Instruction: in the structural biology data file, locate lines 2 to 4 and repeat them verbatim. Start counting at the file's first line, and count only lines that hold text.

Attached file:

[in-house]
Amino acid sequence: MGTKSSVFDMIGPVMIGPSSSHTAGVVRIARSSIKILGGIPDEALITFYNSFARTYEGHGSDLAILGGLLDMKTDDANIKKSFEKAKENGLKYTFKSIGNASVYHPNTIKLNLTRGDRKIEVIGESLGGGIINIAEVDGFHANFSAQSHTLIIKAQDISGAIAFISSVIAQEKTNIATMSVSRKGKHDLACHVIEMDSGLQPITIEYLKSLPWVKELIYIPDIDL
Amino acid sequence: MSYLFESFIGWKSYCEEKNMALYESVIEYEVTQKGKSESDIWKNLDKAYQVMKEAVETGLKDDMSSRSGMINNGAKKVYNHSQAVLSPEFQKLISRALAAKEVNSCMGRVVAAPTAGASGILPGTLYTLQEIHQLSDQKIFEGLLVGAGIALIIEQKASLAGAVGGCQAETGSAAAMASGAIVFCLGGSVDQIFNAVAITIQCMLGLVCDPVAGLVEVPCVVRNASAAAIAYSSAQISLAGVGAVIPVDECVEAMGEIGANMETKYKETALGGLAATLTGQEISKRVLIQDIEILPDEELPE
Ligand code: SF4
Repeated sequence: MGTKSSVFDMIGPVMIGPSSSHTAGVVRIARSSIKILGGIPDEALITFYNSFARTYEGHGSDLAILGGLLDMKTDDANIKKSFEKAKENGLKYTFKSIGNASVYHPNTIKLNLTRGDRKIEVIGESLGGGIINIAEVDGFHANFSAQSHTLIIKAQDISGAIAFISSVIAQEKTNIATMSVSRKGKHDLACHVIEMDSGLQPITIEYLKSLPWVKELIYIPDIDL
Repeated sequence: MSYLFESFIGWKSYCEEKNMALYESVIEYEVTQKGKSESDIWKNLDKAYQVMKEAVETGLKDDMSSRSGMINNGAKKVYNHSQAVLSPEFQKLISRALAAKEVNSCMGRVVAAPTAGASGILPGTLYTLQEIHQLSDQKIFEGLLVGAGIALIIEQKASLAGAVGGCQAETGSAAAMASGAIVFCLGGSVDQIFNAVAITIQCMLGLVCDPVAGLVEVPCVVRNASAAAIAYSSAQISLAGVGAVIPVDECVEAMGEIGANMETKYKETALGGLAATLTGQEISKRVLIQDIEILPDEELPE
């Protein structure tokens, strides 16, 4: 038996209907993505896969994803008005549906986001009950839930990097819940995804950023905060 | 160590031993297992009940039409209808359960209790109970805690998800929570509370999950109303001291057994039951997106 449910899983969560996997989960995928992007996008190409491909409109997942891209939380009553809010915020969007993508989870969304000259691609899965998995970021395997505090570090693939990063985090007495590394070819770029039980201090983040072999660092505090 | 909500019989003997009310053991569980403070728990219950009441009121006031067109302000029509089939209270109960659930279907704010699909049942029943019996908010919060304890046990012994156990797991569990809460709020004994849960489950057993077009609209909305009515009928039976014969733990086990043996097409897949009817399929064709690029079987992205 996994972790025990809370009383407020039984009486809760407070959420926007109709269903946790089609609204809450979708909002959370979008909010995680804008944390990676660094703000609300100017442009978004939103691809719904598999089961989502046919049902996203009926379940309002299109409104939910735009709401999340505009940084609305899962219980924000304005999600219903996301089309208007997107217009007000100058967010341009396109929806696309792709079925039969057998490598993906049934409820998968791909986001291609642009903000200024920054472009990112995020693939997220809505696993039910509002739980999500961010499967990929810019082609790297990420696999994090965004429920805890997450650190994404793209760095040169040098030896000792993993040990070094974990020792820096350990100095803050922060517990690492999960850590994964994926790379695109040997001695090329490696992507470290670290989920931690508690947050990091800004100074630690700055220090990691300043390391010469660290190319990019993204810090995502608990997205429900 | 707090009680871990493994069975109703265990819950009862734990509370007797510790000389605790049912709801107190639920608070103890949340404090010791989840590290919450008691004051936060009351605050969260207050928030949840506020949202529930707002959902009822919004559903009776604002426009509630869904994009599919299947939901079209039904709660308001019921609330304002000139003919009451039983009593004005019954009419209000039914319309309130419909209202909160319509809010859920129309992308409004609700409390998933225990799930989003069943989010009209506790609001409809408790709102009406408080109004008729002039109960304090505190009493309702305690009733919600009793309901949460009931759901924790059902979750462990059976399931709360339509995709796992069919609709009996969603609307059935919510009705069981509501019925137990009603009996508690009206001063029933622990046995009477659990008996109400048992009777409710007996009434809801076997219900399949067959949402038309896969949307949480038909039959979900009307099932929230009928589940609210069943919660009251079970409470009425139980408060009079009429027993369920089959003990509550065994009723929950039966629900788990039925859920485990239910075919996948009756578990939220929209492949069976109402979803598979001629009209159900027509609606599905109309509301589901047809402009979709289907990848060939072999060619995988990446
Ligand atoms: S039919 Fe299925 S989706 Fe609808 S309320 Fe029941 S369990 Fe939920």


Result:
Amino acid sequence: MGTKSSVFDMIGPVMIGPSSSHTAGVVRIARSSIKILGGIPDEALITFYNSFARTYEGHGSDLAILGGLLDMKTDDANIKKSFEKAKENGLKYTFKSIGNASVYHPNTIKLNLTRGDRKIEVIGESLGGGIINIAEVDGFHANFSAQSHTLIIKAQDISGAIAFISSVIAQEKTNIATMSVSRKGKHDLACHVIEMDSGLQPITIEYLKSLPWVKELIYIPDIDL
Amino acid sequence: MSYLFESFIGWKSYCEEKNMALYESVIEYEVTQKGKSESDIWKNLDKAYQVMKEAVETGLKDDMSSRSGMINNGAKKVYNHSQAVLSPEFQKLISRALAAKEVNSCMGRVVAAPTAGASGILPGTLYTLQEIHQLSDQKIFEGLLVGAGIALIIEQKASLAGAVGGCQAETGSAAAMASGAIVFCLGGSVDQIFNAVAITIQCMLGLVCDPVAGLVEVPCVVRNASAAAIAYSSAQISLAGVGAVIPVDECVEAMGEIGANMETKYKETALGGLAATLTGQEISKRVLIQDIEILPDEELPE
Ligand code: SF4